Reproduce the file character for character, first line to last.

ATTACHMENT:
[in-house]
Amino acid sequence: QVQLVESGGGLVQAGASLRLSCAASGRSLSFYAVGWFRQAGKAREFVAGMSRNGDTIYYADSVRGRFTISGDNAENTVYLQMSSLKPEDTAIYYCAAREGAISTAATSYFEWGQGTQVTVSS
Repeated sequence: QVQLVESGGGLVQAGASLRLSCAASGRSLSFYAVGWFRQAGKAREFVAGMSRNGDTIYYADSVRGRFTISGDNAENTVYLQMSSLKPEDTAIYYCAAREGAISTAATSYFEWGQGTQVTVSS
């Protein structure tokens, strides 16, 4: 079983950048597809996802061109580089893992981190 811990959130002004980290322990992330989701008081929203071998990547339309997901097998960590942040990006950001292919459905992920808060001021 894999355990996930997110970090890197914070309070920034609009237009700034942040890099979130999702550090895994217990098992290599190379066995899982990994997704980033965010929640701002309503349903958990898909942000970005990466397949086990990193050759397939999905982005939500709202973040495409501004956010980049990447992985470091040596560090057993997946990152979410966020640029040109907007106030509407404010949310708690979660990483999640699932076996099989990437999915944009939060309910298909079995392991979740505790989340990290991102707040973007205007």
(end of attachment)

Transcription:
[in-house]
Amino acid sequence: QVQLVESGGGLVQAGASLRLSCAASGRSLSFYAVGWFRQAGKAREFVAGMSRNGDTIYYADSVRGRFTISGDNAENTVYLQMSSLKPEDTAIYYCAAREGAISTAATSYFEWGQGTQVTVSS
Repeated sequence: QVQLVESGGGLVQAGASLRLSCAASGRSLSFYAVGWFRQAGKAREFVAGMSRNGDTIYYADSVRGRFTISGDNAENTVYLQMSSLKPEDTAIYYCAAREGAISTAATSYFEWGQGTQVTVSS
């Protein structure tokens, strides 16, 4: 079983950048597809996802061109580089893992981190 811990959130002004980290322990992330989701008081929203071998990547339309997901097998960590942040990006950001292919459905992920808060001021 894999355990996930997110970090890197914070309070920034609009237009700034942040890099979130999702550090895994217990098992290599190379066995899982990994997704980033965010929640701002309503349903958990898909942000970005990466397949086990990193050759397939999905982005939500709202973040495409501004956010980049990447992985470091040596560090057993997946990152979410966020640029040109907007106030509407404010949310708690979660990483999640699932076996099989990437999915944009939060309910298909079995392991979740505790989340990290991102707040973007205007």